Monday, October 28, 2013

Turn your smartphone into a digital microscope!

We're always looking for better and better ways to show microstructures of crystals, metals, anything. Heck, I'm always looking for better ways to show the structure of my fingerprints for that matter.

For years we've used goose-neck cameras and digital microscopes - often from the Ken-a-Vision folks.

Apparently now that we have smart phones, though, we can be just about finished with that old school nonsense.

For under $10 (plus the smartphone), you can build yourself a digital microscope.

I currently have one of my students working on one for extra credit. I'll report back one I get it and see how it works.

Full, step-by-step instructions are on Instructables.

Saturday, October 26, 2013

Young Scientist Winner - sodium polyacrylate filled 'sandbags'

The greatest inventions seem so obvious after somebody else comes up with them.

Peyton Robertson's sodium-polyacrylate-and-salt-filled 'sandbags' are no different. Of course filling sandbags with sodium polyacrylate is a brilliant idea.

Of course you'd need to add something to increase the density so the bags don't float away.

Of course salt would be the easiest thing to add because it's cheap and can adjust the density of the swollen sandbag easily.

Of course the sodium ions would decrease the swelling of the sodium polyacrylate, so you'd need more sodium polyacrylate.

Of course I never would've come up with this and am absolutely blown away by Peyton's idea.

Check out the rest of the finalists here.

Saturday, October 19, 2013

Die forging process (open and closed die)

Forging is dirty. There's no doubt about it, but forging is just so amazing to watch, especially when the scale peels off of the piece as pressure is increased.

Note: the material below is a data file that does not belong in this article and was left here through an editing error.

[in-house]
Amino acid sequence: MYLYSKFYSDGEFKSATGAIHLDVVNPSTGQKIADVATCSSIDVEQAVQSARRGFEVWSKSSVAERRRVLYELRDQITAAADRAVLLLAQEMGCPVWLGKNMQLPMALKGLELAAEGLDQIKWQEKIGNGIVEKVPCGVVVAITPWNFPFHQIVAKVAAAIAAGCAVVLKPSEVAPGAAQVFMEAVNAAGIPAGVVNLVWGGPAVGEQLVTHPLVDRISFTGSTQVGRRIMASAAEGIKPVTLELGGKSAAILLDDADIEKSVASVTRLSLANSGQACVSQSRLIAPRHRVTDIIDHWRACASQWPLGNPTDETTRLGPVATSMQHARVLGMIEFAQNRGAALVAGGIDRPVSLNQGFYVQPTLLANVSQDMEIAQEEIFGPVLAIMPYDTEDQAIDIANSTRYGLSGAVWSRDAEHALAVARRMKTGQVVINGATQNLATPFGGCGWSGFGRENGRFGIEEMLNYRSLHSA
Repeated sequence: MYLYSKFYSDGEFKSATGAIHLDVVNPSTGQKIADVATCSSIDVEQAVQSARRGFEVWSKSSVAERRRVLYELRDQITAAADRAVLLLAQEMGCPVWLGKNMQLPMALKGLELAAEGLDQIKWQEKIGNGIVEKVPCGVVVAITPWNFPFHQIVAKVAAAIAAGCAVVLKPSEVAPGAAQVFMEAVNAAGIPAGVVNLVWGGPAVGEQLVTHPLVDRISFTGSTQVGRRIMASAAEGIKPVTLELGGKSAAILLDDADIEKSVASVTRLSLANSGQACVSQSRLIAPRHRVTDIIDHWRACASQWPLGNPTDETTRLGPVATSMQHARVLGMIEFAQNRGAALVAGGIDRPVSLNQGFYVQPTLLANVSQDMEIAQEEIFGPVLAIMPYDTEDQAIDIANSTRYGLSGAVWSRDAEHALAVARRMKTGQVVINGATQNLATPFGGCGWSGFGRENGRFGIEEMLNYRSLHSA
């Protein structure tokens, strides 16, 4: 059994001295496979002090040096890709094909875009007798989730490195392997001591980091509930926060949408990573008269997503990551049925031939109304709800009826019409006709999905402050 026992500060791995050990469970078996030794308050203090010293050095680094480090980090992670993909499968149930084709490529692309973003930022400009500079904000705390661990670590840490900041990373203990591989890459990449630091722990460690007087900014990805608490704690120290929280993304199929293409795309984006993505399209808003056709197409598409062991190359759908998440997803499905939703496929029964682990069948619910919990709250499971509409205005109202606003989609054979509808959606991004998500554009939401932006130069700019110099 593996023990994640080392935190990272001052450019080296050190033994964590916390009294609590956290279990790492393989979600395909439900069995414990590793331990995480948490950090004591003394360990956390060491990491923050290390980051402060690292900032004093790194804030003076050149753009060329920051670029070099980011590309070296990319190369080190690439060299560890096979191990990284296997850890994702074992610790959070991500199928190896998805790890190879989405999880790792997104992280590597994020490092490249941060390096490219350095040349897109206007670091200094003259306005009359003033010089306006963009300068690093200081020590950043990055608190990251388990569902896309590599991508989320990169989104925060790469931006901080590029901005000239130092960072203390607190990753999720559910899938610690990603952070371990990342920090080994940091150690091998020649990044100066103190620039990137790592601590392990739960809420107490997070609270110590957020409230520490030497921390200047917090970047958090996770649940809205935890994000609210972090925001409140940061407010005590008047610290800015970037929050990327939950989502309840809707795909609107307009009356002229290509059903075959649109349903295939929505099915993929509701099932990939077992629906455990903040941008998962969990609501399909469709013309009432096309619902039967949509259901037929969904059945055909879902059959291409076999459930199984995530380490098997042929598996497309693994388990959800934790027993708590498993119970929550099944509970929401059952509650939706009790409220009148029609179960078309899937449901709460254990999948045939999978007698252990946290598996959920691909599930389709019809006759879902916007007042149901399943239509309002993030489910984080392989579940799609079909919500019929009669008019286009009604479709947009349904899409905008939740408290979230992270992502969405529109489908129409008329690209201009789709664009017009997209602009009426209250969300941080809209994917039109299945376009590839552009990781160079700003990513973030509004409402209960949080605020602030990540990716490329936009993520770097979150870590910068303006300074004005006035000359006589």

This video goes through the advantages for forging (reduce crosssection, improve microstructure, provide directional grain flow, and eliminate porosity of castings), and two types of forging (open die, impression or closed die forging). We get to see multiple steps in the process as well as eventual removal of the flash.

Great intro video, folks. Thanks to Rebecca for passing it along.

Red Hot Nickel Ball Has Finally Met Its Match!

You might not have been know that Red Hot Nickel Ball has its own YouTube channel, but it does.

Well, almost. RHNB has its own playlist of thirty-two videos from among carsandwater's uploaded videos.

Things all got started with a mute, never-appearing user putting the eponymous red hot nickel ball into a cup of water (a demonstration that I love doing - with slight adjustments - in class when I'm introducing thermochemistry in chemistry class) and continues through honey, pop rocks (surprisingly cool to watch), a steak, and - most recently - aerogel.

Man, aerogel is cool.

I wish I had some.

Wait, I did have some.

Until another master teacher broke it.

Which makes me sad...

Mechanical Engineers Discovered How the Arapaima Becomes Piranha-Proof

A recent article in Advanced Engineering Materials that has been reported all over the place on the web looked at the scales of Arapaima gigas, a freshwater fish that lives in the Amazon River and is able to successfully defend itself from the bite of the piranha.

Researchers found that the scales of the arapaima are brilliantly constructed with an incredibly hard, outer and inner, mineralized layers sandwiched around much more flexible, collagen fibers stacked in opposite directions providing a marvelous flexibility.

The video above mentions (at about 0:38) the possibility of extending this concept to produce flexible ceramic materials.

Nature, man, she continues to reveal amazing secrets.

Here are four different reports on the research though the original article is thankfully not behind a subscription wall: